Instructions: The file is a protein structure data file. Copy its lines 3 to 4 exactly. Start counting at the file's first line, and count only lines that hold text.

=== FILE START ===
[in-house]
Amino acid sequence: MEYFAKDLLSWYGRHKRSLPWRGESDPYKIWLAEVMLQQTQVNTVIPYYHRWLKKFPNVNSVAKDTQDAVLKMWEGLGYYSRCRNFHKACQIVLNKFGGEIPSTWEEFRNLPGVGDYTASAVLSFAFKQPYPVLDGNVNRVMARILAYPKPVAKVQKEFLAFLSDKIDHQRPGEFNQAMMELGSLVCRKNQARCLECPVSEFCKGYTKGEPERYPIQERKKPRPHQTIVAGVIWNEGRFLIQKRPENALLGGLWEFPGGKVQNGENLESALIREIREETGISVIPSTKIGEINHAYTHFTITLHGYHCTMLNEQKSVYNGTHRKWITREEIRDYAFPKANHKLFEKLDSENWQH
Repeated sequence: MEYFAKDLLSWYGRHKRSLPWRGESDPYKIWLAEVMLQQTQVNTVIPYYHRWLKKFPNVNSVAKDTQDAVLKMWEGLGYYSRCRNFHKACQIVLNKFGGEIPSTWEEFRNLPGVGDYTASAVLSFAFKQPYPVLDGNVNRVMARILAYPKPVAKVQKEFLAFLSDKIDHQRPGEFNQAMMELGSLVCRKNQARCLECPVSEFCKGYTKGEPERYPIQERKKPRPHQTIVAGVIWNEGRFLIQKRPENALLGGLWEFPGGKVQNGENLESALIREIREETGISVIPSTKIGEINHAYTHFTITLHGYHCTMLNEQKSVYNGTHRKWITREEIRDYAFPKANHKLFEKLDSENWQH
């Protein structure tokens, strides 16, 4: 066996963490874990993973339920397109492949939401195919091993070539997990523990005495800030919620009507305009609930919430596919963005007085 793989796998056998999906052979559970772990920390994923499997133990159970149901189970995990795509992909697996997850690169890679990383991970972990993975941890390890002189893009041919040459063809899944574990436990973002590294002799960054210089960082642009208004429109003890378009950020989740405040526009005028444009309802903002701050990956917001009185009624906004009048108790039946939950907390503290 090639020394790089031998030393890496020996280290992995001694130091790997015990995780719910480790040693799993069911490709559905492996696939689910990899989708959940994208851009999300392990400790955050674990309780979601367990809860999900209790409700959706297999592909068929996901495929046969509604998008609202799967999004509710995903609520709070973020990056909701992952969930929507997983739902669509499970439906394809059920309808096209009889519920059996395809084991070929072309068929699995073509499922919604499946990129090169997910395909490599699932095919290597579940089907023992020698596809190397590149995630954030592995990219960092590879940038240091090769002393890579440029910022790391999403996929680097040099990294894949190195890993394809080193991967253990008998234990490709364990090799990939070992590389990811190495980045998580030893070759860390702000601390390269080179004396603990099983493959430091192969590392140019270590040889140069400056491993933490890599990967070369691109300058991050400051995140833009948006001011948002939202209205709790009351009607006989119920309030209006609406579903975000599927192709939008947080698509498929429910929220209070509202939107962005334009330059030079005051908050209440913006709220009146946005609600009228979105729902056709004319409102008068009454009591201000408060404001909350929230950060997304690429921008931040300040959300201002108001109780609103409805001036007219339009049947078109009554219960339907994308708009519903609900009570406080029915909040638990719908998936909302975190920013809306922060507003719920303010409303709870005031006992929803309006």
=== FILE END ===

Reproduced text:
Repeated sequence: MEYFAKDLLSWYGRHKRSLPWRGESDPYKIWLAEVMLQQTQVNTVIPYYHRWLKKFPNVNSVAKDTQDAVLKMWEGLGYYSRCRNFHKACQIVLNKFGGEIPSTWEEFRNLPGVGDYTASAVLSFAFKQPYPVLDGNVNRVMARILAYPKPVAKVQKEFLAFLSDKIDHQRPGEFNQAMMELGSLVCRKNQARCLECPVSEFCKGYTKGEPERYPIQERKKPRPHQTIVAGVIWNEGRFLIQKRPENALLGGLWEFPGGKVQNGENLESALIREIREETGISVIPSTKIGEINHAYTHFTITLHGYHCTMLNEQKSVYNGTHRKWITREEIRDYAFPKANHKLFEKLDSENWQH
């Protein structure tokens, strides 16, 4: 066996963490874990993973339920397109492949939401195919091993070539997990523990005495800030919620009507305009609930919430596919963005007085 793989796998056998999906052979559970772990920390994923499997133990159970149901189970995990795509992909697996997850690169890679990383991970972990993975941890390890002189893009041919040459063809899944574990436990973002590294002799960054210089960082642009208004429109003890378009950020989740405040526009005028444009309802903002701050990956917001009185009624906004009048108790039946939950907390503290 090639020394790089031998030393890496020996280290992995001694130091790997015990995780719910480790040693799993069911490709559905492996696939689910990899989708959940994208851009999300392990400790955050674990309780979601367990809860999900209790409700959706297999592909068929996901495929046969509604998008609202799967999004509710995903609520709070973020990056909701992952969930929507997983739902669509499970439906394809059920309808096209009889519920059996395809084991070929072309068929699995073509499922919604499946990129090169997910395909490599699932095919290597579940089907023992020698596809190397590149995630954030592995990219960092590879940038240091090769002393890579440029910022790391999403996929680097040099990294894949190195890993394809080193991967253990008998234990490709364990090799990939070992590389990811190495980045998580030893070759860390702000601390390269080179004396603990099983493959430091192969590392140019270590040889140069400056491993933490890599990967070369691109300058991050400051995140833009948006001011948002939202209205709790009351009607006989119920309030209006609406579903975000599927192709939008947080698509498929429910929220209070509202939107962005334009330059030079005051908050209440913006709220009146946005609600009228979105729902056709004319409102008068009454009591201000408060404001909350929230950060997304690429921008931040300040959300201002108001109780609103409805001036007219339009049947078109009554219960339907994308708009519903609900009570406080029915909040638990719908998936909302975190920013809306922060507003719920303010409303709870005031006992929803309006």